Body Sign Action 2, 1970
The very exciting Viennese Season: Actionism exhibition has just opened at the Richard Saltoun Gallery and is the first major survey of Viennese Actionism in the UK. The exhibition will present the work of Günter Brus, Otto Mühl, Hermann Nitsch, and Rudolf Schwarzkogler. Virtually over by 1970, the radical movement was short-lived but rich and dense in each artist’s output. Performance works, aktions, were at the heart of their work, extending the use and meaning of painting. Blood, animal carcasses, razor blades, and ropes were all used as implements to create these aktions.
This new season at begins with examining Actionism the sensational movement borne out of expressive action painting in Vienna in the late 1950s. The second, Feminism, will present the work of Valie EXPORT and Friedl Kubelka, two artists using their body and the action of documentary photograph to subvert the traditional notion of the “great male artist”. As Actionists chose to challenge the mythology of traditional art mediums such as painting and sculpture so did these two Feminist artists choose to challenge the hierarchy of the art establishment.
The exhibition will include vintage photographs of performances by all four artists as well as one of the original surviving stretchers used by Nitsch, rare in its survival and that he only ever performed six aktions.
Opening its doors yesterday the exhibition will run until the 4th of
April and is open week days from 10am to 6pm
111 Great Titchfield Street
London W1W 6RY
4 Aktion / 4th Action, 1965
3 Aktion, 1965Günter BRUS Kopfbemalung, Aktion, Wien, 1964
Hood By Air
Iris Van Herpen
J W Anderson
Comme des Garçons
Sang Bleu friends painter Danny Fox and tattooer Liam Sparkes will be having a joint exhibition at Maison 1575 in Paris opening tomorrow evening. The exhibition will run until the 31st of March and tomorrow evening you will be able to buy limited edition screen prints at the private view which starts at 7pm and closes at 10pm.
Liam will be showing new flash sheets and Danny will be showing worked based on lady boys after a recent trip to Thailand.
More information can be found here
Ashkan Honarvar is a contemporary collagist whose recent work has focused on manifestations of evil. From colonialism to murder and post-Civil War public lynchings, his work attempts to question where evil comes from and what it means. How do notions of knowledge play into the execution of cruelty, and what does this seemingly inherent death and decay of our physical bodies do on a universal scale? His work employs a variety of images, from scientific illustrations to medical imagery to amateur photographs of cadavers. By physically manipulating images–cutting, slashing, and splicing them together–Honarvar enacts his own violence, creating new wholes.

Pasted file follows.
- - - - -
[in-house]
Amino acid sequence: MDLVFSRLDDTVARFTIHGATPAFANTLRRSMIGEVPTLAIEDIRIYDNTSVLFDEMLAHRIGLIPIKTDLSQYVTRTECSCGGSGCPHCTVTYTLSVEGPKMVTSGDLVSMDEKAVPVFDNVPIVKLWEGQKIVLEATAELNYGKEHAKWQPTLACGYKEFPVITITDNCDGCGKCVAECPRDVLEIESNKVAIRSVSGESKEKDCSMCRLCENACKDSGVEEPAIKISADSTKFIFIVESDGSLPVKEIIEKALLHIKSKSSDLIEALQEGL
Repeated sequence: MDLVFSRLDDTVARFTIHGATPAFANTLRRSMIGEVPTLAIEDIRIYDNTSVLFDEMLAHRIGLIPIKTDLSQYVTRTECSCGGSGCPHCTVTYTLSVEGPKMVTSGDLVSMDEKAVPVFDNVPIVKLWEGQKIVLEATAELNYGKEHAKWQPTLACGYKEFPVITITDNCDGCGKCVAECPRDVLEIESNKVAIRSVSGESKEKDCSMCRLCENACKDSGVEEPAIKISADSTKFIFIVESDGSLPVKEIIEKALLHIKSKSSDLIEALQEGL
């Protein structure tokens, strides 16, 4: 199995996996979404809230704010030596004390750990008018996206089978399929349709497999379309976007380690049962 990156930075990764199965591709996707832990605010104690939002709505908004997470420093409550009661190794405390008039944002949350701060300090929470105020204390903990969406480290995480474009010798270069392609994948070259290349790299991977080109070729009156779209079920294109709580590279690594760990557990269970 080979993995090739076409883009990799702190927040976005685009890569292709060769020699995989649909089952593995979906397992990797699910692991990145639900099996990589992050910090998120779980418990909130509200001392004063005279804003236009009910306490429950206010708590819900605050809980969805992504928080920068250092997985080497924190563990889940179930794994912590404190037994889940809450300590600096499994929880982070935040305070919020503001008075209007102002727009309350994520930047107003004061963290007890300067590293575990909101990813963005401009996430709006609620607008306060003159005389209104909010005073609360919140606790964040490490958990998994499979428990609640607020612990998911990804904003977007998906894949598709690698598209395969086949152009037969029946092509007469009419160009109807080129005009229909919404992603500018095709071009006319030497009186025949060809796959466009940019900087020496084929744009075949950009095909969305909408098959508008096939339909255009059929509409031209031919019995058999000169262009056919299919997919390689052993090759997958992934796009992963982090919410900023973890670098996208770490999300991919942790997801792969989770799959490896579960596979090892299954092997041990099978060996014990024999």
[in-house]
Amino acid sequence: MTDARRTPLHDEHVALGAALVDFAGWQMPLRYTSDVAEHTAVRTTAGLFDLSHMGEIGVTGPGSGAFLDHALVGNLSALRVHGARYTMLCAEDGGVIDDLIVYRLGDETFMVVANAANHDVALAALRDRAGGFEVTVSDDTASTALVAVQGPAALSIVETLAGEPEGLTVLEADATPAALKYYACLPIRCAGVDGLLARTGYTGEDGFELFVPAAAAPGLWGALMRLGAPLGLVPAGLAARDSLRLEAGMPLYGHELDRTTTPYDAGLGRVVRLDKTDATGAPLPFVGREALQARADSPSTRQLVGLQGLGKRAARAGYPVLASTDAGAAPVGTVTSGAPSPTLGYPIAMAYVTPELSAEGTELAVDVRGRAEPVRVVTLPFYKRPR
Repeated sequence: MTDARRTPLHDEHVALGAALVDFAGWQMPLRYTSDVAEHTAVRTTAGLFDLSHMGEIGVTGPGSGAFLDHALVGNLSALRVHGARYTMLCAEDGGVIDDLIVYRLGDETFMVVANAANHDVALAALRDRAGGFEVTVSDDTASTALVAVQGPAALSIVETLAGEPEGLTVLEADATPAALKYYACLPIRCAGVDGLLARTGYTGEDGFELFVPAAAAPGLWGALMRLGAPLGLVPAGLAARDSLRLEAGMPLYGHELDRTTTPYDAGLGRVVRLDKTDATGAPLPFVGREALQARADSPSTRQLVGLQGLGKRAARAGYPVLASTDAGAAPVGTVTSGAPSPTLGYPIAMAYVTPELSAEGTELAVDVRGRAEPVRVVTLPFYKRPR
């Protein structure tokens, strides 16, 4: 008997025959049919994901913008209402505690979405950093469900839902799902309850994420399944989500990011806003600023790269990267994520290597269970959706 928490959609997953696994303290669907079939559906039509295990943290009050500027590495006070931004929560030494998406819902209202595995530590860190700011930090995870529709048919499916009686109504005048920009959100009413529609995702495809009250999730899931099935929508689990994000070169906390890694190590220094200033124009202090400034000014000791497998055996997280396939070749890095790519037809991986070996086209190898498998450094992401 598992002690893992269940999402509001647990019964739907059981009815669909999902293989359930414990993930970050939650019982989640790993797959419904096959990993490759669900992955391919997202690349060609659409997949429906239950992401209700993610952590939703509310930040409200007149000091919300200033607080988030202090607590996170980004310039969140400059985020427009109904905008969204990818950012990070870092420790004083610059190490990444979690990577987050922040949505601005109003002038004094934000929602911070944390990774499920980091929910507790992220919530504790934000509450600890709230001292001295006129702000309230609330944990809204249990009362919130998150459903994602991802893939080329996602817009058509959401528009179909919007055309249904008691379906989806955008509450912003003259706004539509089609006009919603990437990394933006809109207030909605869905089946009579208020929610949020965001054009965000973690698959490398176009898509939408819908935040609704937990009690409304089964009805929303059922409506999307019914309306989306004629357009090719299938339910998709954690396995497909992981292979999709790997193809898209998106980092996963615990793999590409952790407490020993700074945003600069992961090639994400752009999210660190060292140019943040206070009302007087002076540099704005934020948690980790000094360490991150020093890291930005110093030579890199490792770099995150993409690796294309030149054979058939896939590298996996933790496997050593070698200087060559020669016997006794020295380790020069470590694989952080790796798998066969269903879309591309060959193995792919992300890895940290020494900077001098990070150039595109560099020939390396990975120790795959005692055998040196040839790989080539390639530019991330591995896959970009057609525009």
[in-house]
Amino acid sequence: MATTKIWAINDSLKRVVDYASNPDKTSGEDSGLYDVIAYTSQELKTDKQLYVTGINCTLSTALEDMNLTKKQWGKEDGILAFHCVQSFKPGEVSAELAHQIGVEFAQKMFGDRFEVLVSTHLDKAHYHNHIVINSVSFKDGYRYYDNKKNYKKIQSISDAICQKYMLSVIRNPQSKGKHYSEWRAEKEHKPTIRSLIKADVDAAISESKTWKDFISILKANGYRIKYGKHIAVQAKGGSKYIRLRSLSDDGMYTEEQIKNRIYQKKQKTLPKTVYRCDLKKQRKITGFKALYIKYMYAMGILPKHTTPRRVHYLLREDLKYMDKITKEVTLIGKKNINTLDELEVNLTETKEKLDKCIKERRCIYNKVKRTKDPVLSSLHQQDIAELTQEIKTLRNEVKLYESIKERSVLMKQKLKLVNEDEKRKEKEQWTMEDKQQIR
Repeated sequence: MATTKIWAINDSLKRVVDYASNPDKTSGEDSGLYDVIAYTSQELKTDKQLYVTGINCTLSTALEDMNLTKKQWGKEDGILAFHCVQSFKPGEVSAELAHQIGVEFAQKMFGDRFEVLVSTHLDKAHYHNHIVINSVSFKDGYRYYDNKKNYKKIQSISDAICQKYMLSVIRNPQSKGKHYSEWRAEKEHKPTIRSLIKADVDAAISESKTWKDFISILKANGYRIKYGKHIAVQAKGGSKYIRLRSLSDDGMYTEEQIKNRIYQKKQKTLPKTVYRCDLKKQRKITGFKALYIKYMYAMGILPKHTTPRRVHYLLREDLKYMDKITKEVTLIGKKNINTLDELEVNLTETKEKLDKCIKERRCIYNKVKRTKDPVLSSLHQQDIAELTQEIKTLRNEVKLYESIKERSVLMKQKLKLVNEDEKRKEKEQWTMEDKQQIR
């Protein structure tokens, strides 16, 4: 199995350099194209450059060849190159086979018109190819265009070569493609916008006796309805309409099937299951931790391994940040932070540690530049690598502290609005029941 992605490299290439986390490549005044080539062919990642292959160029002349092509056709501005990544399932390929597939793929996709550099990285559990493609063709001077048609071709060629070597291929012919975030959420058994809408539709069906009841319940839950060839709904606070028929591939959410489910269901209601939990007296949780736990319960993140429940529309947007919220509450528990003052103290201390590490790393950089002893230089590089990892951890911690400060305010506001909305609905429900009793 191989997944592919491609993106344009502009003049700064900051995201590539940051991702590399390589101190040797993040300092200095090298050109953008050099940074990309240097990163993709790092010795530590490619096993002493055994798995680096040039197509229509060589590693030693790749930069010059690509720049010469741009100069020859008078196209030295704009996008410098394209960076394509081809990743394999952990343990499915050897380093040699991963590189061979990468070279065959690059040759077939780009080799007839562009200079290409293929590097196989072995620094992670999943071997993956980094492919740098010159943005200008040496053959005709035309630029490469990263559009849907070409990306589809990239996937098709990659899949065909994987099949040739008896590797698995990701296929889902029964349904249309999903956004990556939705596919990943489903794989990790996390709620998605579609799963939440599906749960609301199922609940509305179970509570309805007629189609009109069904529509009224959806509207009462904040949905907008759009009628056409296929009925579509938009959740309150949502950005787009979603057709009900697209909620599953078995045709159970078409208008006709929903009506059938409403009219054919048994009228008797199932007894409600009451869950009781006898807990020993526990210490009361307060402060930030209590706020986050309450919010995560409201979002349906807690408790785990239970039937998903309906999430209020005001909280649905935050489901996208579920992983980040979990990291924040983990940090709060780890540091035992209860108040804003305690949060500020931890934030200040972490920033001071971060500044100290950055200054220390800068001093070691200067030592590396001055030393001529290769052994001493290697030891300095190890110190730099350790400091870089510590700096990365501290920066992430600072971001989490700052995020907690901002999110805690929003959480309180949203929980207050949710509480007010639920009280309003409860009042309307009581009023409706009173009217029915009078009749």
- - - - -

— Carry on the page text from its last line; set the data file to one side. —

The images presented here come from 4 different series of Honarvar’s work. In each of them, Honarvar examines the intersection between “objective” knowledge and power. Conquest 5 (2014) addresses the colonization of Africa and the underlying motives of fiscal power and submission by using images of “native purity.” These National Geographic-style images were, in reality, often highly staged to display prescribed Western visions of “primitiveness.” American Still Life (2013) takes highly controversial lynching photographs to expose the entertainment potential and commercialization of lynching documentation, exploring what the images’ contemporary potency can tell us about continued racism. Identity Lost (2013) addresses the loss of humanity of the figures in medical photographs for the sake of scientific objectivity, and finally, Terra Nullius (2013) exposes the scientific, Darwinian justifications used by Americans and Europeans to seize land from “inferior” natives during the 1800s. The notion of a hierarchy of knowledge types has been continually applied in agriculture; narratives about “land efficiency” have often justified the seizure of tribal lands by Colonial powers to serve commercial agricultural purposes (like rubber, sugarcane, etc.). Similarly, the prizing of Western pharmaceuticals over herbal medicines, is ironic given that we frequently synthesize plant chemicals as medication… The collages’ current [...]
For this year’s ADAA: The Art Show, New York’s Cheim & Read Gallery are holding A Juxtaposition, presenting the works of two iconic 20th century sculptors Louise Bourgeois and Gaston Lachaise, examining their works side-by-side as a means of attempting to extract new meaning.
The exhibition , by positioning the work of the two artists who share a wealth of similarities in each of their personal and professional biographies, attempts to re-contextualize the works, aiming to continue a fluid and open dialogue about works of art that have been presented to same audiences numerous times before. Whether simply a means of finding reason for their continued, repeat presentation, this format of exhibition forces us to examine the works not only from a new light but within the innumerable contexts in which the works would have been created, especially in the case of those artists whose work owes something to their own innate experiences and those which are deeply biographical.
The sculptors, both Paris born and relocated to New York , explore intimately similar subject matters that were almost exclusively shaped by an interest in sexuality and the body. Bourgeois, whose abstract forms are reminiscent of the form of human flesh, Lachaise’s more figurative, but still highly stylized representation of the female form accentuating the voluptuous figure; round breasts and hips with slender, almost sinuous limbs. “Contrary to Don Juan, and to what many feminists may feel, Lachaise did not exploit women but enjoyed them,” says Louise Bourgeois of Lachaise’s work.”To be a sex object is a flattering experience.”
The exhibition begins Wednesday 5th March.